Congratulations on your first post and welcome to GMAT Club!

Yep, you're right. I think we'll have to change the question a bit to include a statement that $$L \not= 0$$. +1.

Thanks for pointing this out!
wiredo wrote:
I think the answer to this question should be 'E'.
(1) is insufficient as the OE correctly indicates.
(2) does not work when K=L=0.

Hence, E.

What do people think?

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Re: M07 #2 [#permalink]

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26 Oct 2010, 05:15
dczuchta wrote:
If $$L \not= 0$$ , is $$\frac{18K}{L}$$ an integer?

1. $$\frac{K^2}{L^2}$$ is an integer.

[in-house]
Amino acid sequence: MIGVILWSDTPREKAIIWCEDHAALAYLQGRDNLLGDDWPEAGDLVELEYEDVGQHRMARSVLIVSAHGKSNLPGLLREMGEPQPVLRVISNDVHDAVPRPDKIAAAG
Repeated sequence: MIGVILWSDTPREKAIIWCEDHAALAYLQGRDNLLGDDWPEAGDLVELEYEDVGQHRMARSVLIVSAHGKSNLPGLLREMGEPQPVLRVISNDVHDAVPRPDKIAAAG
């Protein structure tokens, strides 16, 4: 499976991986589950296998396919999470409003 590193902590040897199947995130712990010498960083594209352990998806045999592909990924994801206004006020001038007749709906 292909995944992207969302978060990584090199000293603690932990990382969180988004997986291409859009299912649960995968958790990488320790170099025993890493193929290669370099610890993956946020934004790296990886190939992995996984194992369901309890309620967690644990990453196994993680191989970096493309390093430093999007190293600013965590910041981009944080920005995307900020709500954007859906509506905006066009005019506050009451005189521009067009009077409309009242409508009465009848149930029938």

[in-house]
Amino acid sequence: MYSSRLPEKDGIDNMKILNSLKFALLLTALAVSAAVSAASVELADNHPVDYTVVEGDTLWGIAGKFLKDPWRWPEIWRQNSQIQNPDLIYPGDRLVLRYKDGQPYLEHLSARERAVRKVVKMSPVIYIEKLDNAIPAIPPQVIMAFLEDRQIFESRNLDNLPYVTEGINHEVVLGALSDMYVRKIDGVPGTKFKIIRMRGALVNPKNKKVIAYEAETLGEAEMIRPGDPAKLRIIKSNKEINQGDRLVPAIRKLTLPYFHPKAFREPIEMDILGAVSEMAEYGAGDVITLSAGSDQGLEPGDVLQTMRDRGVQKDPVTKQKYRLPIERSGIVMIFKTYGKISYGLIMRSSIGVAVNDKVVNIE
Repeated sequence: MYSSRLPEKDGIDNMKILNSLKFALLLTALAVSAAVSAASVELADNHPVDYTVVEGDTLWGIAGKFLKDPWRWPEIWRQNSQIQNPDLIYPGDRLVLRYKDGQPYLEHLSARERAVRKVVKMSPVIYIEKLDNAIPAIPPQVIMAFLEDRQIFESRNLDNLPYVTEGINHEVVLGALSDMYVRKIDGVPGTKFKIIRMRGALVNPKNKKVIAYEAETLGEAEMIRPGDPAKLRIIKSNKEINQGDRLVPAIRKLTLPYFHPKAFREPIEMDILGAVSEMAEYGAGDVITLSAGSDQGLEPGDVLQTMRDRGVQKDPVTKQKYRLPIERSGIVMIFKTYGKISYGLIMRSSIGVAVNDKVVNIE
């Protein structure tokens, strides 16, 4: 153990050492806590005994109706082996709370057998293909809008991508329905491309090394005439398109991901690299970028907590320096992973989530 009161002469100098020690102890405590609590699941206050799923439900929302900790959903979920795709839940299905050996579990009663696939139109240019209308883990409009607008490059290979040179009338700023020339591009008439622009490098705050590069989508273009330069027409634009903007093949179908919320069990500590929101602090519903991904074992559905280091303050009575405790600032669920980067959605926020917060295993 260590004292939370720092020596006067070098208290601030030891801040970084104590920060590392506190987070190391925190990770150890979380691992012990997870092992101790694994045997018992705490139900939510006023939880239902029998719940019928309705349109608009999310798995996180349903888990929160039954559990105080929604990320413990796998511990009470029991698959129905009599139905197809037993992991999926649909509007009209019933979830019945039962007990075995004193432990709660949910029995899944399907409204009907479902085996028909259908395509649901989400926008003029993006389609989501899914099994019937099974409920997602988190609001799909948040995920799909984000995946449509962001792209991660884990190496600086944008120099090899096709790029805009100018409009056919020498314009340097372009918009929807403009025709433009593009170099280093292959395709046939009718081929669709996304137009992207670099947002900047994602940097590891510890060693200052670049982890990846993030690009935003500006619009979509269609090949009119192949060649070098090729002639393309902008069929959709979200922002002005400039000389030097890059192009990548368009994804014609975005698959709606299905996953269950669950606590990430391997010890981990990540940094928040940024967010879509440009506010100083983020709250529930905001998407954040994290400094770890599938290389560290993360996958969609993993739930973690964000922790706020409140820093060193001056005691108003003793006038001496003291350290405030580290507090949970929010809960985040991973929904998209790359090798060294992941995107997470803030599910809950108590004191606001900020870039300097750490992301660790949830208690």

2. $$K - L = L$$

[Reveal] Spoiler: OA
B

Source: GMAT Club Tests - hardest GMAT questions

Can you please explain to me how K^2/L^2 could equal 3? Obviously my brain is not working today because I have plugged many different possibilities in and can't come up with one that equals three and also how that figure does not ensure k/L integer. Thank you. Very frustrating.

to answer your question: if we take L = 2 and K = 2(3^0.5) [i.e. 2 times sq.rt. of 3], K^2/L^2 will equal 3.

1. If we take above mentioned values, original expression IS NOT int. If we take K=1 & L=1, original expression IS int. NOT SUFFICIENT.
2. Substituting K=2L in original exprerssion gives us 36, an int. SUFFICIENT.

Answer: B. 2 alone is sufficient.
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Re: M07 #2 [#permalink]

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26 Oct 2010, 08:05
Sorry, but can someone tell me where I asm supposed to see the multiple choice answers? I can't see them in the email or when I click on the link- am I doing something wrong?